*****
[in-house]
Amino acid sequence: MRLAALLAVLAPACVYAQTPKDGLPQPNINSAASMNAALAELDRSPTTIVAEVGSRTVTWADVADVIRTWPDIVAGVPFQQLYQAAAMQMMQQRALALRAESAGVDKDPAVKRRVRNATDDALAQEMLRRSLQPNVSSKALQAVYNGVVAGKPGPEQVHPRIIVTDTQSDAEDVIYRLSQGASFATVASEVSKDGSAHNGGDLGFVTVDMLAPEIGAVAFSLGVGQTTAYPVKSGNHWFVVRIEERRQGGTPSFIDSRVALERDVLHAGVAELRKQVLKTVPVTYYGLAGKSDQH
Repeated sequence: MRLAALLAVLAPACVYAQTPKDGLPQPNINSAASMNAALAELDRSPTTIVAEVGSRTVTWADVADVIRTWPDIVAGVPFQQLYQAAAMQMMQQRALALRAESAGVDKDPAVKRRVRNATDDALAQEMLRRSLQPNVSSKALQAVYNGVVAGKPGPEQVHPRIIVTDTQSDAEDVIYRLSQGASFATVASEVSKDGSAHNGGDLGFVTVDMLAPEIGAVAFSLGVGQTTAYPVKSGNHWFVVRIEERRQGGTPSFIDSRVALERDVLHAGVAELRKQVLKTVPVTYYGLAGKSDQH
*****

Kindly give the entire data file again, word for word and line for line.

[in-house]
Amino acid sequence: MRLAALLAVLAPACVYAQTPKDGLPQPNINSAASMNAALAELDRSPTTIVAEVGSRTVTWADVADVIRTWPDIVAGVPFQQLYQAAAMQMMQQRALALRAESAGVDKDPAVKRRVRNATDDALAQEMLRRSLQPNVSSKALQAVYNGVVAGKPGPEQVHPRIIVTDTQSDAEDVIYRLSQGASFATVASEVSKDGSAHNGGDLGFVTVDMLAPEIGAVAFSLGVGQTTAYPVKSGNHWFVVRIEERRQGGTPSFIDSRVALERDVLHAGVAELRKQVLKTVPVTYYGLAGKSDQH
Repeated sequence: MRLAALLAVLAPACVYAQTPKDGLPQPNINSAASMNAALAELDRSPTTIVAEVGSRTVTWADVADVIRTWPDIVAGVPFQQLYQAAAMQMMQQRALALRAESAGVDKDPAVKRRVRNATDDALAQEMLRRSLQPNVSSKALQAVYNGVVAGKPGPEQVHPRIIVTDTQSDAEDVIYRLSQGASFATVASEVSKDGSAHNGGDLGFVTVDMLAPEIGAVAFSLGVGQTTAYPVKSGNHWFVVRIEERRQGGTPSFIDSRVALERDVLHAGVAELRKQVLKTVPVTYYGLAGKSDQH